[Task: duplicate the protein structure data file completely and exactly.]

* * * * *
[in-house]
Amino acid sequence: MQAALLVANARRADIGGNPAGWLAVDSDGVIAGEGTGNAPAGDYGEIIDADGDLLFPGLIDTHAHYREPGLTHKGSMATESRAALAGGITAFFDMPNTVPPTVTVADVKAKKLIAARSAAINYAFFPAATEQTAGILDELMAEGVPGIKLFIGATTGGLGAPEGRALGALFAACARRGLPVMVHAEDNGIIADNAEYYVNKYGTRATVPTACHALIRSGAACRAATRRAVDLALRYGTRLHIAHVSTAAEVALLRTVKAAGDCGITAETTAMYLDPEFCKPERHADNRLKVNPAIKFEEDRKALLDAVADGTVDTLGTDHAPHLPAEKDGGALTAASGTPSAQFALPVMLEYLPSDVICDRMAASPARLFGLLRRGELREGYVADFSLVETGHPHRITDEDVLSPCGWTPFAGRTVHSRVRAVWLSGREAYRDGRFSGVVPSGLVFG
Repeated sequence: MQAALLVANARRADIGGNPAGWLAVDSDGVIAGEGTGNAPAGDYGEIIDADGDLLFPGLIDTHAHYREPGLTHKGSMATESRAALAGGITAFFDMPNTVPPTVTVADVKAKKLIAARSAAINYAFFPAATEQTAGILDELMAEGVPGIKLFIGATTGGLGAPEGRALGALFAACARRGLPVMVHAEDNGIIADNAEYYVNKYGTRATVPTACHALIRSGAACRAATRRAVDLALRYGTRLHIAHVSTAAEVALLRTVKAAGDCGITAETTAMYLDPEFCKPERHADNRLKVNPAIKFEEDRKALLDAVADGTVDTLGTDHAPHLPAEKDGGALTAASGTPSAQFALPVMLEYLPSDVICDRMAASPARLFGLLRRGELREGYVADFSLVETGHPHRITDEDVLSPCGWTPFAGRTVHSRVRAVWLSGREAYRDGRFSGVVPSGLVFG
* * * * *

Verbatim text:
[in-house]
Amino acid sequence: MQAALLVANARRADIGGNPAGWLAVDSDGVIAGEGTGNAPAGDYGEIIDADGDLLFPGLIDTHAHYREPGLTHKGSMATESRAALAGGITAFFDMPNTVPPTVTVADVKAKKLIAARSAAINYAFFPAATEQTAGILDELMAEGVPGIKLFIGATTGGLGAPEGRALGALFAACARRGLPVMVHAEDNGIIADNAEYYVNKYGTRATVPTACHALIRSGAACRAATRRAVDLALRYGTRLHIAHVSTAAEVALLRTVKAAGDCGITAETTAMYLDPEFCKPERHADNRLKVNPAIKFEEDRKALLDAVADGTVDTLGTDHAPHLPAEKDGGALTAASGTPSAQFALPVMLEYLPSDVICDRMAASPARLFGLLRRGELREGYVADFSLVETGHPHRITDEDVLSPCGWTPFAGRTVHSRVRAVWLSGREAYRDGRFSGVVPSGLVFG
Repeated sequence: MQAALLVANARRADIGGNPAGWLAVDSDGVIAGEGTGNAPAGDYGEIIDADGDLLFPGLIDTHAHYREPGLTHKGSMATESRAALAGGITAFFDMPNTVPPTVTVADVKAKKLIAARSAAINYAFFPAATEQTAGILDELMAEGVPGIKLFIGATTGGLGAPEGRALGALFAACARRGLPVMVHAEDNGIIADNAEYYVNKYGTRATVPTACHALIRSGAACRAATRRAVDLALRYGTRLHIAHVSTAAEVALLRTVKAAGDCGITAETTAMYLDPEFCKPERHADNRLKVNPAIKFEEDRKALLDAVADGTVDTLGTDHAPHLPAEKDGGALTAASGTPSAQFALPVMLEYLPSDVICDRMAASPARLFGLLRRGELREGYVADFSLVETGHPHRITDEDVLSPCGWTPFAGRTVHSRVRAVWLSGREAYRDGRFSGVVPSGLVFG